• Back from the Dead: 4Kids cartoon.
  • Black and Nerdy: Except in the 80's cartoon.
  • Body Horror: In 4Kids' "Insane in the Membrane," after four seasons of losing body parts, Baxter Stockman finally obtains a new body via cloning. Soon enough, however, he discovers that it's unstable, as his limbs start deteriorating and melting off. His mind had gone with it before being retrieved and placed back in his jar.
    • His fly-man form from the Fred Wolf cartoon isn't exactly pretty, either.
  • Butt Monkey: Gradually in both the Fred Wolf and 4Kids cartoons. The Nickelodeon cartoon does this right off the bat.
  • Brain in a Jar: Mirage comics, 4Kids cartoon.
  • Clone Degeneration: 4Kids cartoon.
  • The Dragon: He was briefly this to the Shredder in the Fred Wolf cartoon, prior to his transformation.
  • Evil Is Hammy: Especially in the comics, where he's his own scheming villain, but even in the cartoons he's often prone to giddy gloating even when nobody is listening.
  • Evil Mentor: For April in the 4Kids cartoon.
  • For the Evulz: His original motivation in the comics.
  • Four Eyes, Zero Soul
  • Hoist by His Own Petard (4Kids cartoon): In "Return to New York".
  • Horrible Judge of Character: In the Fred Wolf cartoon, he agrees to help Shredder even though he approaches him on the streets in his full villainous garb and it gets worse from there. Even when Baxter turns into a fly as a result of Shredder sending him to Dimension X, as all it takes for Baxter to change from wanting revenge on Shredder to wanting revenge on the turtles is Shredder telling him that it was the turtles' fault.
  • I Just Want to Be Normal: His motivation in both cartoons. Ironically in the 4Kids cartoon he actually does eventually get his body back while in the Lighter and Softer series, he ends up trapped forever in dimensional limbo.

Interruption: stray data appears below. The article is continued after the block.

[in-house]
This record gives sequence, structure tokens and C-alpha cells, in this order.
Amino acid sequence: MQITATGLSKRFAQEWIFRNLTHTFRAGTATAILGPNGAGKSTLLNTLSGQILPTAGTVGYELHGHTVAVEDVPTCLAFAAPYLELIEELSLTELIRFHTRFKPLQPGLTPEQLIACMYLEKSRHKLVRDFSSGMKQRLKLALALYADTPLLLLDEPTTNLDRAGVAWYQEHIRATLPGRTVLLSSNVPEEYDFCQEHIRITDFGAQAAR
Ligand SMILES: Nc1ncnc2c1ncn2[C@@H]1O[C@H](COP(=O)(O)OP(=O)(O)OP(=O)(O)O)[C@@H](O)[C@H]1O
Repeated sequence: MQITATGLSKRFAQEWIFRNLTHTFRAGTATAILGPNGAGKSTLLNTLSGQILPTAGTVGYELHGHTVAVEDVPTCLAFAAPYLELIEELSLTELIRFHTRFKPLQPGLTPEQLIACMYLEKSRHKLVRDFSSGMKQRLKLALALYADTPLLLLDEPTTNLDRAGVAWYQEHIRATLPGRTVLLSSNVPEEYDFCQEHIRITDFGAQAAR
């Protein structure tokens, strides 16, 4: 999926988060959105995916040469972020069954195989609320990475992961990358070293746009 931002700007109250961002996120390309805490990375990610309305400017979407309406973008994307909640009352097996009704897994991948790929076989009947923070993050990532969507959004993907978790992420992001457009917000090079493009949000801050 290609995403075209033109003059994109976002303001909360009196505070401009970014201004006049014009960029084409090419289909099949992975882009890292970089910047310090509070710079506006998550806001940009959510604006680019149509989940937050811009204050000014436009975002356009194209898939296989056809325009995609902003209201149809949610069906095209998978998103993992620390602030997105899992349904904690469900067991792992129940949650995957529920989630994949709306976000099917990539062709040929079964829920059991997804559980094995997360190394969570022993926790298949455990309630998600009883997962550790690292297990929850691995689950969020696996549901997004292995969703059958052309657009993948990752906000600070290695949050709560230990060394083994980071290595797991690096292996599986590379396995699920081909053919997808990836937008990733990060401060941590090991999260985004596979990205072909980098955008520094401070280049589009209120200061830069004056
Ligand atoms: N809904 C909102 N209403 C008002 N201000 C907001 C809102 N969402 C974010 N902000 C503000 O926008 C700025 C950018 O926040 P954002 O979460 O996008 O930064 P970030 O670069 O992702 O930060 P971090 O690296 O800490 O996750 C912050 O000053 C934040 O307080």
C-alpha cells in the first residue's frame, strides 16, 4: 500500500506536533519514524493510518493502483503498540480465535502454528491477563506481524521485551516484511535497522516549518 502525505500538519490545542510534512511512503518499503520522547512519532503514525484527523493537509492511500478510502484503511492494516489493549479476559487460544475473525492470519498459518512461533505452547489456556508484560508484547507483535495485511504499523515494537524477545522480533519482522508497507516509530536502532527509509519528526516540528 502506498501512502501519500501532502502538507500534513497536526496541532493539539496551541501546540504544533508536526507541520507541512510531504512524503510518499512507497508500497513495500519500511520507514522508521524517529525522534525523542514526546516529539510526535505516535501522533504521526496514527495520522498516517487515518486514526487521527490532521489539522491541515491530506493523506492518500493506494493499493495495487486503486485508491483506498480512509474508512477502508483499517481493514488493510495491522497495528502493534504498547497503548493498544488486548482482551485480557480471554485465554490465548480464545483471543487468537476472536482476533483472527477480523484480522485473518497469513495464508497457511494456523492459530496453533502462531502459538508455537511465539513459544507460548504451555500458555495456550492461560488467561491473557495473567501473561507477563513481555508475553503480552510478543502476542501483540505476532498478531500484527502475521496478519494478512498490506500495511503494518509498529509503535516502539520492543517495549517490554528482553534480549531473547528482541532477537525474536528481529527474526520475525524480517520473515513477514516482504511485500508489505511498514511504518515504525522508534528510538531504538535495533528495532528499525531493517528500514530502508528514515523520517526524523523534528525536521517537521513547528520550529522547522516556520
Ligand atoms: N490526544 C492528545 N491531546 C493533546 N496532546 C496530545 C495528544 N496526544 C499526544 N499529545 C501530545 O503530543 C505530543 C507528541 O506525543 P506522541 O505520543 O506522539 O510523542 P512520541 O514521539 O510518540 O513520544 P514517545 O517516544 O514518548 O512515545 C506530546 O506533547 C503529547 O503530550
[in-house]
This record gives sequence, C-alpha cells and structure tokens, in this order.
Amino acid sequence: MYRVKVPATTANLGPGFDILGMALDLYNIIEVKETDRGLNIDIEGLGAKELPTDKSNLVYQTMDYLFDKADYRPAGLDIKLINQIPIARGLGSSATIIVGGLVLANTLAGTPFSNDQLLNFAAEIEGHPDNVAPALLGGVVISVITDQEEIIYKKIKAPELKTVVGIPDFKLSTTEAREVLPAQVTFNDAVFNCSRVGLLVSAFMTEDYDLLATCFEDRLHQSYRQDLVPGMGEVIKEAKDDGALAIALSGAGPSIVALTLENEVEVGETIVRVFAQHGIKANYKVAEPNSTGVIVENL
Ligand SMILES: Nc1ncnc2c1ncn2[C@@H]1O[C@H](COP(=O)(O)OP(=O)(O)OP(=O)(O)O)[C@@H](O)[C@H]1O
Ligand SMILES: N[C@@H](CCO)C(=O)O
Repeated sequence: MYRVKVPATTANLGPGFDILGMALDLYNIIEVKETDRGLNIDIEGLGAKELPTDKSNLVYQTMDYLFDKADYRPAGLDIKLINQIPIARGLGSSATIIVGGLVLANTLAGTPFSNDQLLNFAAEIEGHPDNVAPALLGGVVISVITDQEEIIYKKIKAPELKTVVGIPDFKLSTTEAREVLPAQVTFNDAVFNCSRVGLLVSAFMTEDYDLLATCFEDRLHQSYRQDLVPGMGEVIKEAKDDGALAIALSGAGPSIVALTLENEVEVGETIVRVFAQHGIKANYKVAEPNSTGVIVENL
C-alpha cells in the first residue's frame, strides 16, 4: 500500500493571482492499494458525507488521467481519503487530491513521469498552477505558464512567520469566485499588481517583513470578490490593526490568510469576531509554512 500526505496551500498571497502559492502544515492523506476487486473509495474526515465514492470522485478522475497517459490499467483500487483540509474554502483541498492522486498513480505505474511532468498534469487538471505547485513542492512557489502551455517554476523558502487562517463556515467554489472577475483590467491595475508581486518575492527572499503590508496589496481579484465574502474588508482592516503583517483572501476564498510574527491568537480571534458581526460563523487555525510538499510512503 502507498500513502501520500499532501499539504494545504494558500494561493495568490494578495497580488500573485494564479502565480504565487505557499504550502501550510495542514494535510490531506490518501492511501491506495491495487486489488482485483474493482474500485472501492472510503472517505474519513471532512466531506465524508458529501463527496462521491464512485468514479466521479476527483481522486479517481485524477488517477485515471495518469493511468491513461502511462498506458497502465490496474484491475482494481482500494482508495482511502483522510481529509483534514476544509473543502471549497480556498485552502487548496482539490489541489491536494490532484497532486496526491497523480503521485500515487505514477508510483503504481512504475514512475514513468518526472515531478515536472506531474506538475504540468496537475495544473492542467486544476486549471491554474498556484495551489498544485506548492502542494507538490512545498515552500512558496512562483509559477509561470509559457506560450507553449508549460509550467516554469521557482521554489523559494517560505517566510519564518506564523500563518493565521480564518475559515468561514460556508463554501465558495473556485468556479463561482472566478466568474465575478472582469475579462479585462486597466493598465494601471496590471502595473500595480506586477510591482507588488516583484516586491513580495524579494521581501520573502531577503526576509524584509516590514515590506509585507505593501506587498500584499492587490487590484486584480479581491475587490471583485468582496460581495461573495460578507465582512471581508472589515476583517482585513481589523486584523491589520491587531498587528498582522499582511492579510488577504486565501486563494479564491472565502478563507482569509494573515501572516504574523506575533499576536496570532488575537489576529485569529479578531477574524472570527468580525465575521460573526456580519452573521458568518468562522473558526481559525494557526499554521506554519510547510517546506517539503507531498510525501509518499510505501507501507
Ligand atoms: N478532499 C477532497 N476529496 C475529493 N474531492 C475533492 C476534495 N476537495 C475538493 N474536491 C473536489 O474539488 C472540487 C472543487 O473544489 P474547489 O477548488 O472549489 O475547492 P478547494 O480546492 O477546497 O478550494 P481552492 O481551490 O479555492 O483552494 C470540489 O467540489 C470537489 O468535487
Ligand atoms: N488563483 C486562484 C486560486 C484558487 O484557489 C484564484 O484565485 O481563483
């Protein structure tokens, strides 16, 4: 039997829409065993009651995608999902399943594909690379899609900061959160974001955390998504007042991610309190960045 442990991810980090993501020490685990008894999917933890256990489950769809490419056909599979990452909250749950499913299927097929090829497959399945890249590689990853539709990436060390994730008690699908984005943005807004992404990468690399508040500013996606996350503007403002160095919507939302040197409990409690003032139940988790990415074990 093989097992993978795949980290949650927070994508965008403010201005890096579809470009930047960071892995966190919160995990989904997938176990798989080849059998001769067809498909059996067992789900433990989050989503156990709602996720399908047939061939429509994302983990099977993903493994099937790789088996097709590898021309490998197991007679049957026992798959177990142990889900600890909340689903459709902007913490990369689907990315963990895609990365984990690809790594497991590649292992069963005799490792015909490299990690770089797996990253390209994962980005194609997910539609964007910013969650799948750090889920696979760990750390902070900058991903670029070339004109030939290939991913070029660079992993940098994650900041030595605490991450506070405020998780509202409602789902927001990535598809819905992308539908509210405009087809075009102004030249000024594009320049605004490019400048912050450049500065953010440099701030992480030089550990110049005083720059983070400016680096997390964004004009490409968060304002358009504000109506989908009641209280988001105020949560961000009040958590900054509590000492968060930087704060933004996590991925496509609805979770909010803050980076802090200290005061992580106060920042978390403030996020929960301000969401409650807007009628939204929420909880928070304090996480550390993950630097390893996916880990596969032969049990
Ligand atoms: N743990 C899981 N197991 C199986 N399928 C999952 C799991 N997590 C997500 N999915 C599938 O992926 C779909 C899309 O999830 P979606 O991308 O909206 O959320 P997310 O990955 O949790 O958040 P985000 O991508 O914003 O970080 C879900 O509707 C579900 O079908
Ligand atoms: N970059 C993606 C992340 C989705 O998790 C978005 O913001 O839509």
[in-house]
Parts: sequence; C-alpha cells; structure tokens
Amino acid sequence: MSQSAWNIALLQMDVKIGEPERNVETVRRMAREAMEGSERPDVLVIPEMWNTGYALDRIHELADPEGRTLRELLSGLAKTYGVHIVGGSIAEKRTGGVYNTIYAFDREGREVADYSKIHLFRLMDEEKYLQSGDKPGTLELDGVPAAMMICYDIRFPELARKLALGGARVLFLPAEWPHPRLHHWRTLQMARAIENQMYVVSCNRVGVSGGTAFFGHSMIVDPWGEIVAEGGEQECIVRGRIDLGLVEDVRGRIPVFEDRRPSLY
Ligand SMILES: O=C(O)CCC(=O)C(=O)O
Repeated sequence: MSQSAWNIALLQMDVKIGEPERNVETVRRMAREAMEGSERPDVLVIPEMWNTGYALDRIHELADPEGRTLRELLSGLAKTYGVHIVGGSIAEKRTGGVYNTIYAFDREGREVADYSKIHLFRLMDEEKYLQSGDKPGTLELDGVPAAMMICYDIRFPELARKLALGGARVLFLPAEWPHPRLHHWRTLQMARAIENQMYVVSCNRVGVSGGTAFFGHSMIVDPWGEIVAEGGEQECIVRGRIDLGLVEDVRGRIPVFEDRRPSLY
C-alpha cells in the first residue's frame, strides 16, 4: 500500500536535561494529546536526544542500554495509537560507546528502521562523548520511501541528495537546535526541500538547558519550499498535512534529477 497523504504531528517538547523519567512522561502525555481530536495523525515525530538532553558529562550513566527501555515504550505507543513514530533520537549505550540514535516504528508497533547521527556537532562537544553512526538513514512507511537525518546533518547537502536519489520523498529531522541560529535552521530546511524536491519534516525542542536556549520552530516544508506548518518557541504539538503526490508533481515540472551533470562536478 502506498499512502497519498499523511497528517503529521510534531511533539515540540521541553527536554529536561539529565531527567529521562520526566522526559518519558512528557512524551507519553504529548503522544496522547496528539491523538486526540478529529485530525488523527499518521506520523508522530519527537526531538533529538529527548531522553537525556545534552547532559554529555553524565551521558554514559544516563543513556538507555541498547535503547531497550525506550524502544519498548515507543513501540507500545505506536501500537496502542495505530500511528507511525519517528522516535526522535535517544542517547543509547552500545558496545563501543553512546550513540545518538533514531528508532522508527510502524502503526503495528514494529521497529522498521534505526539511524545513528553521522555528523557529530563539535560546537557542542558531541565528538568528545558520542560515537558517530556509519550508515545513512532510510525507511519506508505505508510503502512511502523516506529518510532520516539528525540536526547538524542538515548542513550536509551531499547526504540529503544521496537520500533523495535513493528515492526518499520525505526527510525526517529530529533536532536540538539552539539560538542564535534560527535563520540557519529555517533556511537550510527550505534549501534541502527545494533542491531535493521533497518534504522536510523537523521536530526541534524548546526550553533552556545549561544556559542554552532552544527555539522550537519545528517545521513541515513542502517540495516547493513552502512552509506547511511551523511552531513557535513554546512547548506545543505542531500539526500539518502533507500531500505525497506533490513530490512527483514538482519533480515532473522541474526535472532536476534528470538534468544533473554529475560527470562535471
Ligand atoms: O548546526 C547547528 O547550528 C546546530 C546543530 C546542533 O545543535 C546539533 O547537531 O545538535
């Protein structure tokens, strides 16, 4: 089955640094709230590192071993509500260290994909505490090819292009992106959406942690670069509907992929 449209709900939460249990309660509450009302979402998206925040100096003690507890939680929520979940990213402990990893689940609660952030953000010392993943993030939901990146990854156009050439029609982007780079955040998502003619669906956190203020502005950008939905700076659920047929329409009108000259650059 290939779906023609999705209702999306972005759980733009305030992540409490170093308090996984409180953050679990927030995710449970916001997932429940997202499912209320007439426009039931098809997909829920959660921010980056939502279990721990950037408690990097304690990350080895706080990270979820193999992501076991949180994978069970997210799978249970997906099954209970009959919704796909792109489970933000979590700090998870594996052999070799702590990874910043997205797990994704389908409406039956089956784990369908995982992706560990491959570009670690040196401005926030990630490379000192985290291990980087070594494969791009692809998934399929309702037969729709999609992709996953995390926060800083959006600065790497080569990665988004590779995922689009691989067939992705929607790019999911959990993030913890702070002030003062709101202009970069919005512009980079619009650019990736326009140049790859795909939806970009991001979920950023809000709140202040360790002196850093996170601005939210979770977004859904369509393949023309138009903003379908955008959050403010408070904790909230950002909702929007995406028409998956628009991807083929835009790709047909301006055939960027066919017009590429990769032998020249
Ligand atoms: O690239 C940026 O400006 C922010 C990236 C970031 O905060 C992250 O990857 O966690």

• Implacable Man: In the 2003 version at least; Lampshaded by Leonardo and Shredder:
    Leonardo: What do we have to do, to stop this guy?
    Shredder: I have asked myself that question many times.
  • Irony: Interestingly, in the original TV Show, he ended up getting a Fate Worse than Death, in a Lighter and Softer show, while in the darker show, not really mattering since Fast Forward still had Dark elements, Baxter gets a somewhat happier ending.
  • Killed Off for Real: Mirage series.
  • Leitmotif: 4Kids cartoon.
  • Mad Scientist
  • Metamorphosis: From human to giant fly, in the Fred Wolf cartoon.
  • Not-So-Harmless Villain: In the Nick cartoon, he treads the line between this and Ineffectual Sympathetic Villain.
  • Omnidisciplinary Scientist: His primary field is usually robotics, evidenced by his famous Mousers, but he'll show expertise in everything from genetics to archaeology as suits the plot.
  • Race Lift: Fred Wolf cartoon.
  • Scars Are Forever: 4Kids cartoon.
  • The Starscream: To the Shredder, in the 4Kids cartoon.
    • He also had shades of this in the Fred Wolf series, using the powers of the Eye of Sarnath for himself in "Curse of the Evil Eye" to get back at Shredder for bullying and abusing him, and later turning on him completely after turning into a fly mutant in "Enter the Fly".
  • Third-Person Person: The 4Kids version is prone to this when gloating.
  • Used to Be a Sweet Kid: In the 4Kids series. He used to be a fairly benevolent and principled scientist too until his ego and arrogance got the better of him.
  • We Can Rebuild Him: Mirage Comics, 4Kids series.
  • Wetware CPU (Mirage Comics, 4Kids series): As loses more and more of his body, Baxter begins becoming this.

Krang

An alien general fighting a losing war, and who turns to Earth for assistance. A small, brain-like creature, he often uses a robotic exoskeleton to move around.
Appears in: Fred Wolf cartoon, Archie comics, IDW Comics, Nick cartoon (as "the Kraang").